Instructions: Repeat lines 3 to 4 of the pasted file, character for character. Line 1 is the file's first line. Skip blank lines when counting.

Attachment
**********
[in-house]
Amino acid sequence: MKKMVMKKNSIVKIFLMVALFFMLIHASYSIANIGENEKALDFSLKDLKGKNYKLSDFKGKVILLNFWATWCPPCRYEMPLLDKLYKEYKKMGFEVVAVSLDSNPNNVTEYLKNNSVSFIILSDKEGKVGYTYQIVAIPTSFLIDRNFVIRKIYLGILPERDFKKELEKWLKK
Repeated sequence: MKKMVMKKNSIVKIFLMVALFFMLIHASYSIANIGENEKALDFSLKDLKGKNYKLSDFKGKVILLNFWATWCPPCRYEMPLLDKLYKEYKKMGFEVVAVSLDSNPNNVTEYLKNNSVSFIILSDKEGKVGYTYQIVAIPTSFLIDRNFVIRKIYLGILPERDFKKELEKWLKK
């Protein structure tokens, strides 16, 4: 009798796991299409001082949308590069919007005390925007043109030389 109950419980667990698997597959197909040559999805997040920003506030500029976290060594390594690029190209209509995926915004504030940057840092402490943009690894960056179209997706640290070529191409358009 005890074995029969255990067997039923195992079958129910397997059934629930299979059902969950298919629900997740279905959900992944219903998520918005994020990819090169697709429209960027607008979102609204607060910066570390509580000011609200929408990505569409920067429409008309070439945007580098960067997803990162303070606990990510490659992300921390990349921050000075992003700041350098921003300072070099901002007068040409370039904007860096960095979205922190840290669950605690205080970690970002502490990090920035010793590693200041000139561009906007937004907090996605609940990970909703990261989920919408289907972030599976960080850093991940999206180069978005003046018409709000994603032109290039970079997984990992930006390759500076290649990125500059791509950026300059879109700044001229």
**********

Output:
Repeated sequence: MKKMVMKKNSIVKIFLMVALFFMLIHASYSIANIGENEKALDFSLKDLKGKNYKLSDFKGKVILLNFWATWCPPCRYEMPLLDKLYKEYKKMGFEVVAVSLDSNPNNVTEYLKNNSVSFIILSDKEGKVGYTYQIVAIPTSFLIDRNFVIRKIYLGILPERDFKKELEKWLKK
């Protein structure tokens, strides 16, 4: 009798796991299409001082949308590069919007005390925007043109030389 109950419980667990698997597959197909040559999805997040920003506030500029976290060594390594690029190209209509995926915004504030940057840092402490943009690894960056179209997706640290070529191409358009 005890074995029969255990067997039923195992079958129910397997059934629930299979059902969950298919629900997740279905959900992944219903998520918005994020990819090169697709429209960027607008979102609204607060910066570390509580000011609200929408990505569409920067429409008309070439945007580098960067997803990162303070606990990510490659992300921390990349921050000075992003700041350098921003300072070099901002007068040409370039904007860096960095979205922190840290669950605690205080970690970002502490990090920035010793590693200041000139561009906007937004907090996605609940990970909703990261989920919408289907972030599976960080850093991940999206180069978005003046018409709000994603032109290039970079997984990992930006390759500076290649990125500059791509950026300059879109700044001229």